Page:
“He doesn’t like to be bored.”
So goes Fred’s (Joseph Fiennes) attempt to describe Commander Joseph Lawrence (Bradley Whitford), the cryptic new captain of June’s (Elisabeth Moss) reality. It might be the scariest line in the episode. What awful games will Commander Lawrence play with June for the sake of disrupting Gilead’s monotony?
In true sociopath form, Commander Lawrence seems to get off making the women in his life feel constantly unsteady. No woman is safe in the Lawrence household (save, perhaps, his wife — though I’m beginning to think he drove her insane). After last episode’s stint, Cora the one-eyed Martha has disappeared from the house. June assumes she was sent to the Colonies, though there’s a chance she's one of the Marthas at the gallows.
Really, though: What is Commander Lawrence’s deal? June’s desperate to find out, because her survival, as always, hinges on navigating her hostile environment. At the Waterfords, she realized she could wear Fred down by games of Scrabble and flirtatious glances. Fred’s soft spot for his errant handmaid still throbs enough for him to help her this episode with a Commander Lawrence personality assessment.
But Joseph Lawrence isn’t “sentimental,” as Fred describes himself. He’s impervious to June’s form of power – a wily charm with subtle Machiavellan ministrations. In a chilling moment, Joseph gets close to June, teasing a kiss. I thought, “This again?” June thought, “This again?” And then, Commander Lawrence breaks script and laughs. “Did this really work on Fred?” he says. Clearly, Commander Lawrence has June’s number. Seduction won’t work this time. She’ll survive only as long as she can prove her use.
Which brings us to this episode’s central question: What is a woman’s use? The premiere of season 2 of The Handmaid’s Tale played the song “This Woman’s Work” by Kate Bush at a pivotal moment. This episode is more concerned with a woman’s worth.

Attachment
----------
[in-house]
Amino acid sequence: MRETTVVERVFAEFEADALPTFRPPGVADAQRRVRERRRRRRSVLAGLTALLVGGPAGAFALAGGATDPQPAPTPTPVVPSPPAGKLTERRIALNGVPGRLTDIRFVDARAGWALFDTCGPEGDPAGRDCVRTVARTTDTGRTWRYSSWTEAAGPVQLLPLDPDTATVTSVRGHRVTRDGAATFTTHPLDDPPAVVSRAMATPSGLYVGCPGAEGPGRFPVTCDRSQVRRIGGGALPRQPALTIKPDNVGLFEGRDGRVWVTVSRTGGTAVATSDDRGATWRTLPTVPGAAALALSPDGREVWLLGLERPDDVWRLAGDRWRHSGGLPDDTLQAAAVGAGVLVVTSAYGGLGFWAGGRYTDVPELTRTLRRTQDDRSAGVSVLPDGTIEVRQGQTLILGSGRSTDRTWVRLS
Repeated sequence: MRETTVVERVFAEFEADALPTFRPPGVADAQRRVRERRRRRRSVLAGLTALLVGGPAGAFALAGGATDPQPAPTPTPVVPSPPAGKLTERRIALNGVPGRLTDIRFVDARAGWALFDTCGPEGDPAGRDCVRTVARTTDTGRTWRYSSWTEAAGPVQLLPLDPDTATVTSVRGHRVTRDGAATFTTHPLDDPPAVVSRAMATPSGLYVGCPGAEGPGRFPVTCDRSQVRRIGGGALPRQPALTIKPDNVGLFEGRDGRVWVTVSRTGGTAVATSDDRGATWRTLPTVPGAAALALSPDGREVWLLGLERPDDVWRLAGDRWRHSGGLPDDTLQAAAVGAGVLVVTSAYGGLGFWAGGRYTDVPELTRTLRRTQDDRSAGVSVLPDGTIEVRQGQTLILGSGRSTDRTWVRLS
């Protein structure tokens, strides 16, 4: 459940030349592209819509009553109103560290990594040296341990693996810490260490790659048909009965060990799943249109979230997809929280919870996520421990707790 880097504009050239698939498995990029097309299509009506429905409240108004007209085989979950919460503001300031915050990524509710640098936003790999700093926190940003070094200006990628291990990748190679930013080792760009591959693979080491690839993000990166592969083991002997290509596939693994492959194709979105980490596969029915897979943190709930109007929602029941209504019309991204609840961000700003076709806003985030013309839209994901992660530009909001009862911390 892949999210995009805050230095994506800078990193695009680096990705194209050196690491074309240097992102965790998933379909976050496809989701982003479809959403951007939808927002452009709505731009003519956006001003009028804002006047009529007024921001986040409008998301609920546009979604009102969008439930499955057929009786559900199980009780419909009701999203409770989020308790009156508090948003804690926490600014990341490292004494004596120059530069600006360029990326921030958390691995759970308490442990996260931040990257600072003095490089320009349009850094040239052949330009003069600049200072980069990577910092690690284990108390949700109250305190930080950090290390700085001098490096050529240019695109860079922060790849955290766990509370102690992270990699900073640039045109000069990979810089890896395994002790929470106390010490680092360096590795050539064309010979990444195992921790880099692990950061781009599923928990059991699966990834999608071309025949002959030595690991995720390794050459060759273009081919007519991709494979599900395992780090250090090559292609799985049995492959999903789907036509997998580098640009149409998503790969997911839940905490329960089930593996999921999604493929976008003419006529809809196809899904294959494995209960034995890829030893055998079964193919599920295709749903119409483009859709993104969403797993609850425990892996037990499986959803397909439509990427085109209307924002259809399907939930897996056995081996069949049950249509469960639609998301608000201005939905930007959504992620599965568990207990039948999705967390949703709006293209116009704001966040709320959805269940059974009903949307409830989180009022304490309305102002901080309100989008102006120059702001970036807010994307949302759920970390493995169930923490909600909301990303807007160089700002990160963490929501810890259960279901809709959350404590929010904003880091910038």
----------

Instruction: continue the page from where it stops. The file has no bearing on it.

To Gilead’s creators, a woman’s worth is derived by how well she can conform to her role. Serena’s mother, for example, urges her daughter to settle back into the role of Wife — because without that title, she’s nothing. Even in death, women fill a role. The “heretic” (aka revolutionary) Marthas hanging at the gallows are warnings to the rest of the women.
Joseph Lawrence has a different system of evaluating worth. As he tells June, he considered Emily (Alexis Bledel) intelligent enough to merit a future in Canada. She’ll be useful there, he says — more useful than she would be wasting away in Gilead. After dissuading other Commanders from carrying out mass Salvagings, he has to comb through “binders of women” (a self-aware nod to Mitt Romney’s 2012 comment about the women applicants he assembled for his staff). From these binders, he’ll cull a few women worthy of turning into Marthas. The rest are Colonies-bound.
This much becomes obvious in this episode: Commander Lawrence isn’t a religious zealot. He finds the entire Old Testament-inspired charade generally amusing, if a bit restrictive for his personal life. But the system of religious organization allows him to accomplish his greater goal: environmental reform. He designed the Colonies to clean up the planet. In the face of this goal, the sanctity of the individual pales.